Buyer Beware: Avoid Scalped Tickets, Knock-Off 'Canes Merchandise
Posted June 7, 2006 5:34 a.m. EDT
RALEIGH, N.C. — Hurricanes fever has caught fire throughout the Triangle, as fans rush out to buy tickets and merchandise. But authorities are keeping close eyes on the sales of both to make sure the goods are authorized.
Tickets for Game 2 of the Stanley Cup Finals went in a hurry. But if you bought yours online from someone other than Ticketmaster, you may not get through the gates.
The Hurricanes are one of the first franchises in any sport that are voiding tickets they track back to scalpers. So far during this quest for the Cup, they've voided hundreds of tickets. In addition, they said they've kept 500 tickets from getting to scalpers in the first place.
At least one ticket broker is speaking out against this policy. Earlier Wednesday, a spokesperson for StubHub called the team's actions "a disservice" to fans who want to see the game when it's sold out.
The company also guaranteed all their tickets are valid for Wednesday night's game. They plan tol have personnel on-site to take care of any issues.
Tickets aren't the only things under scrutiny. Hats, shirts, pucks are all moving off the shelves faster than a rush on a Hurricanes power play. Now the state is doing their best to make sure that counterfeiters aren't trying to make quick money off of poorly produced "knock-off" merchandise.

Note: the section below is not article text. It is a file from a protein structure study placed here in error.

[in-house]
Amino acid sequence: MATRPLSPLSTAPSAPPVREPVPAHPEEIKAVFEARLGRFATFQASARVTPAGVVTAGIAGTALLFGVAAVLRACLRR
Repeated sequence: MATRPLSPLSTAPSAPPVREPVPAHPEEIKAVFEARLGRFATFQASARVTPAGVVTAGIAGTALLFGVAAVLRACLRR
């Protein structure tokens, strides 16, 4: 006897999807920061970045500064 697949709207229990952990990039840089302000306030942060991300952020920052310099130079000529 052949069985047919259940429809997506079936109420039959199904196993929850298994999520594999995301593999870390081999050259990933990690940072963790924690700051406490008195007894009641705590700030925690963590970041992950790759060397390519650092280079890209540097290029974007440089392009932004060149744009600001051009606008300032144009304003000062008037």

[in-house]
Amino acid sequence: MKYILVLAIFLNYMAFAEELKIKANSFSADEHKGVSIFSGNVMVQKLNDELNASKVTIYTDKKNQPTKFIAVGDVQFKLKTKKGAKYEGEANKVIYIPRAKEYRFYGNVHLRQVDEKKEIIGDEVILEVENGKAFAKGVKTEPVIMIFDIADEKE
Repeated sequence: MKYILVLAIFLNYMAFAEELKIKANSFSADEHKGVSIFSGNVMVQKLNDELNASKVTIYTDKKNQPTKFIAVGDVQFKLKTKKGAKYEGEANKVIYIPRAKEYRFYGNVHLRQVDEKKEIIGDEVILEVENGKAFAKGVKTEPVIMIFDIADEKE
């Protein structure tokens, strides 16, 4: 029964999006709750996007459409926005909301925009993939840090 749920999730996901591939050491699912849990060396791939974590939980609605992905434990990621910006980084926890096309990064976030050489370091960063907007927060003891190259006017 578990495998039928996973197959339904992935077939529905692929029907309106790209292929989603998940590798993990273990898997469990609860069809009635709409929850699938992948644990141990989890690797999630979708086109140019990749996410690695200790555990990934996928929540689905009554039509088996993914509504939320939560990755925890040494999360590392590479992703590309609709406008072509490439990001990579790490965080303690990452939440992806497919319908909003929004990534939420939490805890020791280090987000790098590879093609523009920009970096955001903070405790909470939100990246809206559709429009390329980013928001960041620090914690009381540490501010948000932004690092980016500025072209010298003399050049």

"When you buy counterfeit merchandise, you're not only not helping your team or the league, you're working against them," said North Carolina Secretary of State Elaine Marshall.
At "The Eye", the official Hurricanes store at the RBC Center, all the merchandise is legitimate, NHL-approved merchandise. But what about all those street vendors out there trying to jump into the play?
Undercover state investigators spent the whole day checking out roadside stands, and they said all the merchandise they found was legitimate. But Marshall said there's a game plan for Wednesday night's match up.
"We're going to have undercover investigators on the premises ... so we want to throw down the gauntlet and tell the counterfeiters just stay away, get out of Raleigh," she said.
At The Eye, workers checked in an arena-sized shipment of Stanley Cup shirts on Wednesday. The Hurricanes' retail manager, Jim Blitch, checks in every day with investigators.
"I haven't heard any reports of bad, counterfeit stuff showing up in the tents that are set up all over town," said Blitch. "It looks like most of the stuff they are selling is licensed apparel."
All legitimate merchandise has at least one NHL hang tag or hologram sticker.